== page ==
I am still left with questions:
How does one encourage as many people as possible to be like Al Gore - to take in evidence, to connect the dots, to see what is happening?
And how does one help pull down the walls in the mind of those where they are strong?
Walls in the mind, mental blocks. One can chip away at them - so that people do change, almost as with evolution - not quickly, but one tiny alteration at a time, until the person becomes quite different in terms of inner walls.
And sometimes one gets an ultra powerful tool - so that Sojourner Truth, a black woman who spent much of her life as a slave, was such a powerful speaker in the nineteenth century, that she was able to reach many listeners with her message of the equality of women. Popular arguments: women are too delicate and weak to have equality; they need to be lifted over mud puddles and be given the best place everywhere; plus god is male. Sojourner's words (from memory):
"No one ever gave me any best place, or lifted me over any mud puddles. And ain't I a woman? (She bared her right arm, showing its tremendous muscular power.) I have planted and plowed with the best of men, I have brought corn to harvest, and no man could head me, and ain't I a woman? I have eaten as much as a man - when I could get it. I have born the whip as much, and borne thirteen children, and seen most of them sold off into slavery, and when I cried with my mother's grief, no one bus Jesus heard me, and ain't I a woman?
"And they say women shouldn't have rights because god isn't a woman. (Lifting her voice to rolling thunder, she pointed at the minister who had raised that point.) But where did your Jesus come from? From god and a woman. Man had nothing to do with him."
At the end of her speech, the crowd - against her and her views before she spoke - applauded. Her words had tremendous power - the power of conviction, plus the power of evidence.
At present Al Gore, with his Powerpoint presentation on global warming, is reaching many - again with the power of conviction and massive evidence.
Where to end this?
I'll start my ending with the link to the word piece on walls in the mind. It's actually, I realize, on Chains in the Mind.
It captures my sense of intense frustration when up against The Wall.
Chains or walls, by the way, does it matter? Is there a difference? Yes. When one is chained, one can usually feel the chains, recognize they are there. One may prefer them, like a caged bird may prefer the shelter of its cage, even when the door is open.
The walls I've spoken of are different from chains - invisible to those who have them, like permanent distorting glasses. I come to a childhood memory, from The Wizard of Oz. In Emerald City, everyone must wear green glasses, so everything looks green even if it isn't, and the inhabitants are convinced everything is green.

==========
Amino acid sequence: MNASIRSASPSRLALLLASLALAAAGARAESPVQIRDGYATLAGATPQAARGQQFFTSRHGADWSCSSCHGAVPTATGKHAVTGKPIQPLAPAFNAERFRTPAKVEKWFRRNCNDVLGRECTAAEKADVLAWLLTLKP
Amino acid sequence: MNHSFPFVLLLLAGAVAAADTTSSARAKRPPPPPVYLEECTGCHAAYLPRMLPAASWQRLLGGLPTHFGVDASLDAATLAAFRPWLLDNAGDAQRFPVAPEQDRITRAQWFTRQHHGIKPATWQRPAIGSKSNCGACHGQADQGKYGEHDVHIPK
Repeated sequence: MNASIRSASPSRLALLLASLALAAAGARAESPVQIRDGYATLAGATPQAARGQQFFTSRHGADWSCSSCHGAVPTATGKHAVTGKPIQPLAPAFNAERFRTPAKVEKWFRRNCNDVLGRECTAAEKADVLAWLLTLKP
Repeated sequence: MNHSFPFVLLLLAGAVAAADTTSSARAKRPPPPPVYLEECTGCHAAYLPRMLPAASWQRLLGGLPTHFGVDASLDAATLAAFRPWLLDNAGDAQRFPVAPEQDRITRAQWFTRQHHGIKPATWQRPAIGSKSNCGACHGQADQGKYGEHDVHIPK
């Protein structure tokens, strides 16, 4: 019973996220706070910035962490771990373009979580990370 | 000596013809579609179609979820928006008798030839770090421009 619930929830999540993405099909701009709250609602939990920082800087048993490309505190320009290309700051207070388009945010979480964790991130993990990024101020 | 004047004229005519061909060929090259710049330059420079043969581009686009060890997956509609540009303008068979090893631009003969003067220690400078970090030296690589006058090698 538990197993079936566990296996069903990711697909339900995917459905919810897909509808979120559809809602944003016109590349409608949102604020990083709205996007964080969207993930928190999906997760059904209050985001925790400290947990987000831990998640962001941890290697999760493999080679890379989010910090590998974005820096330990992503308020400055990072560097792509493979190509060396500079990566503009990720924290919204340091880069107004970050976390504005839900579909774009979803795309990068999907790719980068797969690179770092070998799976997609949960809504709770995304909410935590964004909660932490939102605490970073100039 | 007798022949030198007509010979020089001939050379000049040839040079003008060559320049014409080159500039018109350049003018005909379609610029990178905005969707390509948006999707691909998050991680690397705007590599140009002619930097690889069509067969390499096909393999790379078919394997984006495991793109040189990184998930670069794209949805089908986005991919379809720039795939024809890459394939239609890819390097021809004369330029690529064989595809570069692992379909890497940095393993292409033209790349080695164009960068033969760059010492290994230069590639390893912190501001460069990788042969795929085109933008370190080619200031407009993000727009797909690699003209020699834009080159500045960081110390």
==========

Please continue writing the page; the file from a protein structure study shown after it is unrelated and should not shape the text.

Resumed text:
Once again, where to end this?
I would like to find an adequate tool to get students to realize the incredible overwhelming importance of taking in evidence, and of backing opinions with evidence.
Perhaps the next time I am faced with students who hold that all opinions are equal, and who insist., for example, we must not judge any culture and the opinions of that culture - I should, like Sojourner Truth, lift my voice to rolling thunder. And maybe I should get together as much evidence as Al Gore did. I tried to, actually, in my piece against the opinion that all opinions are equal.
And in my most recent encounter with the "all opinions are equal" wall, fewer than usual students ended up holding that all opinions are equal. So maybe I'm getting better at breaking through mental blocks.
And maybe, just one tiny bit at a time, I am making a dent in the walls in my own mind, and the walls inside the minds of others. After all, Al Gore has been making his Powerpoint presentation for years, and now his film has been seem by millions - getting somewhere, and still quite some distance to go. But not losing hope - because like with the wall that long separated East from West Berlin, lots of walls can come tumbling down.
The walls do come down. I suppose that's the best place to end.
How sweet the sound
That saved a wretch like me
I once was lost
But now am found
But now I see.
The words - or so I've been told - of someone who was a slave trader, and came to recognize that was wrong, and became a minister preaching against slavery.
January 28, 2006
copyright © Elsa Schieder 2007, 2009 - all rights reserved
For a change poem
the highest walls, our inner walls,
another idea piece on mental blocks,
The Rage of the Righteous,
still another piece on mental blocks,
this time on a popular Western
a whole list of opinions that so not make sense,
that could not exist without
Examples of MENTAL BLOCKS.
And Responses to these Psychological Barriers, Emotional Barriers.
Inner Wall, Mental Wall: What Can We Do?
on Mental Blocks, Mental Barriers, Inner Walls
Mental blocks - those are some of the first things that I could not figure out. Except that I didn't know that the obstacle was mental blocks. The equality of women - why had that not been obvious to everyone? And healthy food - why did people not quickly shift to healthy food, as soon as the facts were in.
It took me ages to start to understand the mechanisms of mental blocks.
I know there's still a lot for me of learn.
July 27, 2009
copyright © Elsa Schieder 2009, 2011
publishing house - FlufferDuff Impressions 2009, 2011
Walls in the Mind.
They Cripple and They Bind,
Keep Us All Confined.
The Idea Emporium explores:
walls against seeing, mental blocks,
emotional barriers, psychological barriers.